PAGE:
In Illinois, the Regional Transportation Authority in February adopted a long-term strategic blueprint that considers dozens of revenue options, including implementing congestion pricing on highways into Chicago.

The state of California is also considering several models, including congestion pricing, to reach a target of cutting vehicle miles traveled per capita by 25% from 2019 levels by 2030. The California Department of Transportation has set up an office to consider congestion pricing, Schank said.

“The case we were trying to make at Metro is, let’s try it,” he said. “Nothing else has worked; congestion has only gotten worse; at least we should try something.”

While the concept of tolled express highway lanes is well established in the U.S., charging a fee for access to an entire road remains untested. Globally, the cities of London, Singapore, Milan and Stockholm have successfully introduced the programs. London, for example, which introduced fees in 2003, charges roughly $19 to enter a 13-mile urban zone between 7 a.m. and 6 p.m. on weekdays and 12 p.m. to 6 p.m. on weekends and holidays. Most vehicles also need to meet the city’s “Ultra-Low Emission Zone” standards or pay an extra $16 daily charge.

LA Metro, which did not respond to requests for information by press time, is expected to release its long-awaited study this summer that will detail potential locations and measures to mitigate spillover traffic and environmental impacts and offer some kind of equity for low-income drivers.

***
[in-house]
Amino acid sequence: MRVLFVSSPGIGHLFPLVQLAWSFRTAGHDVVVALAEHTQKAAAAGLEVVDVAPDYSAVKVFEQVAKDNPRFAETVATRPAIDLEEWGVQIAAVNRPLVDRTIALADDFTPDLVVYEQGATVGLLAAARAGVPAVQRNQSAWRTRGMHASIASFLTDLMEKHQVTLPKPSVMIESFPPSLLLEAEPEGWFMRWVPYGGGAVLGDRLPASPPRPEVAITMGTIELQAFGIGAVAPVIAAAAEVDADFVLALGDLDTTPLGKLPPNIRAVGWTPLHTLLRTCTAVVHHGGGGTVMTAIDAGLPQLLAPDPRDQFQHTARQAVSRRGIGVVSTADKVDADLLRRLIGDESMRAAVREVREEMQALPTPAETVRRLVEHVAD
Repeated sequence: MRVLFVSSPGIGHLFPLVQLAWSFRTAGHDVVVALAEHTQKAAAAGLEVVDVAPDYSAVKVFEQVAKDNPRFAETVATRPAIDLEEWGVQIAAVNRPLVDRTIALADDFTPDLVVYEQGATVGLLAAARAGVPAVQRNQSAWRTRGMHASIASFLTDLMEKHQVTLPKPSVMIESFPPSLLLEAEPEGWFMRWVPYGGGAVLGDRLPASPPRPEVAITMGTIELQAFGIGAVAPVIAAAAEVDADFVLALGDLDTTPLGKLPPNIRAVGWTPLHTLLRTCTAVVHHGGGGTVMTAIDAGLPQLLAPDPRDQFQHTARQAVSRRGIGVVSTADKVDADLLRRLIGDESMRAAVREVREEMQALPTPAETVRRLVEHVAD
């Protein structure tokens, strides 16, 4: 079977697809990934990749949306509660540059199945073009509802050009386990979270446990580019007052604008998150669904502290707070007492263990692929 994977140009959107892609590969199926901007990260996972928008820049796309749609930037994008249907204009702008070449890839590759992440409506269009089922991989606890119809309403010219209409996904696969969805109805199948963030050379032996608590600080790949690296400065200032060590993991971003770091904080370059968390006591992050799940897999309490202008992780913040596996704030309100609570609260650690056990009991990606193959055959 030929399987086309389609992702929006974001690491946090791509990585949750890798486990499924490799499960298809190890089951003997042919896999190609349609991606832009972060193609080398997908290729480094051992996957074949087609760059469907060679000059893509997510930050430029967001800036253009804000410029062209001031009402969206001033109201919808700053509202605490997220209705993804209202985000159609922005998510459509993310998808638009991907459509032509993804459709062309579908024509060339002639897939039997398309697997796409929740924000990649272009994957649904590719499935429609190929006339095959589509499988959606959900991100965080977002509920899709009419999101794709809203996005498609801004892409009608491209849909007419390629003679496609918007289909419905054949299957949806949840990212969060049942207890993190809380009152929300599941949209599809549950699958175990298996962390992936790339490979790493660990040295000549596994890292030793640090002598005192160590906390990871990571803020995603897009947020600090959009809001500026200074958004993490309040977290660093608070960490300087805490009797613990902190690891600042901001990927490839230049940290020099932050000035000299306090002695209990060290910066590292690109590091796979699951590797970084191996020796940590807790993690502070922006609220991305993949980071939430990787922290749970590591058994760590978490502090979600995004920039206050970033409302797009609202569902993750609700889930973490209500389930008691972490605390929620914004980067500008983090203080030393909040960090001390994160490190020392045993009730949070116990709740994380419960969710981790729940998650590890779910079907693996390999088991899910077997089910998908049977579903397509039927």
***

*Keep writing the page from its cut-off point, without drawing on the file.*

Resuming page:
Three pilot areas are reportedly under consideration. A January 2022 Metro blog post outlined potential revenue figures for four areas. A Santa Monica Mountains corridor would generate gross revenues of up to $1.67 million on a typical weekday, the agency said. A corridor on US-101 and I-5 would generate up to $507,000 a day, which “may not be enough to address spillover traffic, provide improved transportation options and invest in low-income assistance.” A downtown L.A. freeways corridor could generate up to $918,000 in daily revenue, while a downtown L.A. zone would generate up to $2.55 million in gross revenue on a typical weekday. In that corridor, excess revenue would “likely support substantial mobility improvements and low-income assistance,” the agency said.